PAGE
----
Kevin McNew and Cody Bills
The Grain Hedge Team provides a macro-focused daily view of the world’s grain markets. Kevin McNew, President of Grain Hedge and GeoGrain, received a bachelor’s degree from Oklahoma State University and his master’s and Ph.D. degrees in Economics from North Carolina State University. He spent 10 years as a Professor of Economics with the University of Maryland and Montana State University focusing on commodity markets and is widely regarded for his ability to boil-down complex economic situations into easy-to-understand concepts for applied life. Cody Bills received his Business Administration degree, concentrating on finance, from the University of Vermont. Beginning his career as an analyst for a local investment firm, Cody’s insight and understanding of the grain markets has led to national publication as well as an invitation to host Grain TV daily and be a regular guest on AgWeb Radio.
Grains Higher in Overnight Session
Nov 19, 2012
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Grains improved Sunday night with soybeans leading the move higher. January soybean futures at one point eclipsed the psychologically important $14 mark.
On Sunday night, China announced that they will temporarily halt regular state soy sales from this week as they will begin to stockpile beans in an attempt to improve margins for soy plants and spur imports.
The suspension is to stop traders and crushers selling their purchases from regular state sales back to the government as Beijing starts buying soybeans from the market at higher prices, said the China National Grain and Oils Information Center.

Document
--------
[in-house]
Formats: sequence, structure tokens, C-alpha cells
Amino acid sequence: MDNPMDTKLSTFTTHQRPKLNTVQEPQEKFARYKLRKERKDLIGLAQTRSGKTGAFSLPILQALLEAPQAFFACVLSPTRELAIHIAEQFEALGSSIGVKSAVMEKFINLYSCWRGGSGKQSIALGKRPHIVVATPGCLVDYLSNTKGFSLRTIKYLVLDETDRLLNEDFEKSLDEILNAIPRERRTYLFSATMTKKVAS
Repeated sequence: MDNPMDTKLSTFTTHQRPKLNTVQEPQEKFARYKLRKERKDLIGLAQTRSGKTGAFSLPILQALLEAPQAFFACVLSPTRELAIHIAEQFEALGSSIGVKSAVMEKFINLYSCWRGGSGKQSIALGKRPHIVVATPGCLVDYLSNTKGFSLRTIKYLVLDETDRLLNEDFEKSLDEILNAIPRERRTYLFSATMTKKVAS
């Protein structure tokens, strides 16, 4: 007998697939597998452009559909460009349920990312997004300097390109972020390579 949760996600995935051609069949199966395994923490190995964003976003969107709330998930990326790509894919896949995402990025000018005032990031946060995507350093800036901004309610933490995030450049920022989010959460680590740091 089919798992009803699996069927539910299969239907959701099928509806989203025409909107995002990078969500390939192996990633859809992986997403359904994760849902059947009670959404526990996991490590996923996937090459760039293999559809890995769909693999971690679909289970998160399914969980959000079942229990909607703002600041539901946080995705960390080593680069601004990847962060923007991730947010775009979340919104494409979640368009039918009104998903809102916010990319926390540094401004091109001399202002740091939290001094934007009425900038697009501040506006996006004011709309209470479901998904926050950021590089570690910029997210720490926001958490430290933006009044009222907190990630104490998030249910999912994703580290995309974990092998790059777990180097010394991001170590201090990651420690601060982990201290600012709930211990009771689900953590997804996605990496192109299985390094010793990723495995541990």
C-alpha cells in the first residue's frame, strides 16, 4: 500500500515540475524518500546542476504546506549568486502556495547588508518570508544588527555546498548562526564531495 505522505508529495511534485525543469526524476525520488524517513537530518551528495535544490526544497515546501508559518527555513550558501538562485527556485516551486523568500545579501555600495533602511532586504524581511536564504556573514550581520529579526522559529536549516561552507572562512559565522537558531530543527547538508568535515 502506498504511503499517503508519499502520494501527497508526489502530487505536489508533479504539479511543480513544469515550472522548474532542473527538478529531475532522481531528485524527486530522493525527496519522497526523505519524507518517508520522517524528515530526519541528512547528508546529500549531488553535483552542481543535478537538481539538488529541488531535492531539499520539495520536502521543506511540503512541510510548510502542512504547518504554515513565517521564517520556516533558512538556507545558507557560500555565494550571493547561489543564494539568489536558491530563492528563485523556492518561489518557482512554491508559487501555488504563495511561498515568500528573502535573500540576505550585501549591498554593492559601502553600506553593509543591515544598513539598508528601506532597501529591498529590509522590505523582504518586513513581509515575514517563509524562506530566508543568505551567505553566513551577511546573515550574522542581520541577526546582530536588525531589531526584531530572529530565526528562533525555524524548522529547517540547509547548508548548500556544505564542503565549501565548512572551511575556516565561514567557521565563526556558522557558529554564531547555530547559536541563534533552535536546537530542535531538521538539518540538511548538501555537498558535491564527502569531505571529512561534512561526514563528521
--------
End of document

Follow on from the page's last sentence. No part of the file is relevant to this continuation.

Corn was also higher in the overnight session, posting 6 cent gains as Asian buyers are seeking more U.S. cargoes due to a delay in deliveries of more than 1.5 million metric tons from Brazil to East Asia, trade participants said. Both Taiwan and Japan are starting to look sat U.S. purchases as attempts to get corn from Brazil have been delayed and cargoes were taking up to two months to be loaded at ports due to heavy congestion.
Wheat prices were also higher, but failed to keep up with corn and beans over night. Chicago wheat was showing 4 cent gains while Kansas City wheat was up 2 cents a bushel. Traders continue to expect wheat export business to start to hit the U.S., as Black Sea region wheat is expected to dry up. However, recent business from millers in Middle East and North Africa have been going to India where wheat prices are cheapest and export volumes may increase if India’s government releases more from reserves.